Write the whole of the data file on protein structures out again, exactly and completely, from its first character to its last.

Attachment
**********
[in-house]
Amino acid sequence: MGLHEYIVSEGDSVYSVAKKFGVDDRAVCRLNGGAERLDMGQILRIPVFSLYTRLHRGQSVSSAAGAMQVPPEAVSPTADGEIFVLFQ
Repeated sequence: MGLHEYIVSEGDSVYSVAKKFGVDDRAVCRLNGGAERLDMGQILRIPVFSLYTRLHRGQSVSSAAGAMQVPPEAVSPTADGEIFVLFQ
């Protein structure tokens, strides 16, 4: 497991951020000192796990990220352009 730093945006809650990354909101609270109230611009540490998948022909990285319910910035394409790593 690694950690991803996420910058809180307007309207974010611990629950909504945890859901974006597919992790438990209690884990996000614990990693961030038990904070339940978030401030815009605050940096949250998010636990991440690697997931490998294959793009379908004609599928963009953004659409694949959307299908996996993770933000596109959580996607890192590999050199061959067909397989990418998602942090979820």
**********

[in-house]
Amino acid sequence: MGLHEYIVSEGDSVYSVAKKFGVDDRAVCRLNGGAERLDMGQILRIPVFSLYTRLHRGQSVSSAAGAMQVPPEAVSPTADGEIFVLFQ
Repeated sequence: MGLHEYIVSEGDSVYSVAKKFGVDDRAVCRLNGGAERLDMGQILRIPVFSLYTRLHRGQSVSSAAGAMQVPPEAVSPTADGEIFVLFQ
């Protein structure tokens, strides 16, 4: 497991951020000192796990990220352009 730093945006809650990354909101609270109230611009540490998948022909990285319910910035394409790593 690694950690991803996420910058809180307007309207974010611990629950909504945890859901974006597919992790438990209690884990996000614990990693961030038990904070339940978030401030815009605050940096949250998010636990991440690697997931490998294959793009379908004609599928963009953004659409694949959307299908996996993770933000596109959580996607890192590999050199061959067909397989990418998602942090979820």